Media Release – 26 June, 2015

The Pope’s encyclical of 18 June has been widely praised by environmental groups, as well as UN Secretary-General Ban Ki-moon. The encyclical calls for action on climate change and for the rich to change their lifestyles to avert the destruction of the ecosystem. It implores not just Roman Catholics, but every person living on our planet to protect the Earth – our common home.

The Pope’s encyclical comes ahead of the UN Climate Conference, set to take place in Paris in December 2015, where a new global climate change agreement will be adopted for implementation in 2020.

The Countryside and Community Research Institute (CCRI), based at the University of Gloucestershire, has long been involved in research to improve understanding of the causes of climate change, and exploration of adaptive strategies for dealing with the potential impacts.  A key issue is the nature of global climatic patterns which exhibit characteristics of commons resources, that is, we all benefit from stability in climatic patterns and no one person or group has the ability to prevent others from experiencing the positive or negative impacts of change.  These same characteristics also make management of global commons issues, such as climate change, extremely difficult, as no single person or group as the power to bring about improvements – in this case it requires action from all of us, as Pope Francis is pointing out.

Understanding commons resources – those aspects of the planet we share in common – such as the atmosphere and a stable climate – is vital to sustainable development and to continuation of our current way of life.  As well as research, education and improved understanding is central to solving the problem of managing global commons, and in February this year the CCRI launched a new series of online short courses aimed at raising awareness about common resources management. The first course, ‘Managing our Common Resources’, first ran in March and due to popular demand is set to run again in September this year, as well as new course ‘Defending the Commons – Strategies for Action’.

Both courses are eight weeks long and run from 28 September to 20 November 2015 at a cost of £100 per course. The course delivery is entirely online with weekly tutor support using a variety of materials, such as papers, video and audio pods, and discussion forums.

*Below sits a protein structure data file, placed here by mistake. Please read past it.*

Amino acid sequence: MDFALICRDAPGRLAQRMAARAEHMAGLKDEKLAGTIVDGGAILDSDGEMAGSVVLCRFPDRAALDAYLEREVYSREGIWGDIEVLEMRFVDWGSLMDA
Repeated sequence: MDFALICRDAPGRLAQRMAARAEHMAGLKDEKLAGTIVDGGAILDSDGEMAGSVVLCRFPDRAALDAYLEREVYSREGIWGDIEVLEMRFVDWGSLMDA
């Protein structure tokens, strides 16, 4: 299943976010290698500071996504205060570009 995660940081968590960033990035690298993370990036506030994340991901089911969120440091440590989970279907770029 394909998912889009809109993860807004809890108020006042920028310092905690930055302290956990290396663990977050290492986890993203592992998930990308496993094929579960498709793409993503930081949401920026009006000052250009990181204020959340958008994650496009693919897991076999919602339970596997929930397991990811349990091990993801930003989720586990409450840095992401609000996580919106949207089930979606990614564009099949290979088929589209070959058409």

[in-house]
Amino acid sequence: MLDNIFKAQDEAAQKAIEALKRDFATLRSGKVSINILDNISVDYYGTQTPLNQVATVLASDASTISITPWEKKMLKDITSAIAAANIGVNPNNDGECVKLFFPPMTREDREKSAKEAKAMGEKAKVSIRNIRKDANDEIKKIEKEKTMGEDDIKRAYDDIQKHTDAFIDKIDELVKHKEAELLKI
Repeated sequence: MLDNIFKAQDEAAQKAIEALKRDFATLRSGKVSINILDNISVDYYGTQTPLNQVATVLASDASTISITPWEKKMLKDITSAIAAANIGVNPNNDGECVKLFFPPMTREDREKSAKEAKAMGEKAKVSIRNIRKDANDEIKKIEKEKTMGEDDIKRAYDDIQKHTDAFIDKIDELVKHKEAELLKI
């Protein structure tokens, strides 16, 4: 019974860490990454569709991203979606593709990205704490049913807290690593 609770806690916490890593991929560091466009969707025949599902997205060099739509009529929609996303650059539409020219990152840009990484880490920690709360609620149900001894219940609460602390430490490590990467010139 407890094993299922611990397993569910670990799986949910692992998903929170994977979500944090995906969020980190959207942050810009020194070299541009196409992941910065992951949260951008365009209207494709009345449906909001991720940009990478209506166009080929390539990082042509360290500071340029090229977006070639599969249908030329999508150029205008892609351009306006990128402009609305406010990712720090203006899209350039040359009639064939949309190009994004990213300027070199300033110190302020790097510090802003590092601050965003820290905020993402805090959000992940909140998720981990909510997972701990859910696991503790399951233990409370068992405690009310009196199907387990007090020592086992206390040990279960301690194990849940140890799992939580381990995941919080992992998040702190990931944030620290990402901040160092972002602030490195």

Dr John Powell is an expert in common resources management and the new President-elect of the IASC. He is also the principal course tutor at the University of Gloucestershire. He said,

“Managing global commons is an enormous challenge that will require new management approaches capable of dealing with both private economic ambitions and national interests. Even with the support of the Pope, we will need a widespread change in the understanding of the nature of commons resources and must engage in new ways of thinking about how we utilise the earth’s resources and conceptualise economic growth.”

The commons course series is sponsored by the International Association for the Study of Commons (IASC), an organization established in 1989 to improve understanding of institutions for the management of resources that are (or could be) held or used collectively as a commons by communities in both developing and developed countries.

The courses will be delivered by the Countryside and Community Research Institute at the University of Gloucestershire and the Universidad Nacional Autónoma de México (UNAM), in both English and Spanish to help reach a global audience.

For more information and details on how to register:

Visit:  http://www.ccri.ac.uk/commons/
Email:  ccri@glos.ac.uk
Telephone:  +44 1242 714122

ENDS

Notes for Editors:

About the course:
By ‘commons’ we mean resources that are shared in some way by different individuals, communities, or groups, and can be present at local, regional or global scales. Commons can include shared grazing pasture, forests and their produce, marine resources, urban open space, biodiversity, the internet, and the global atmosphere.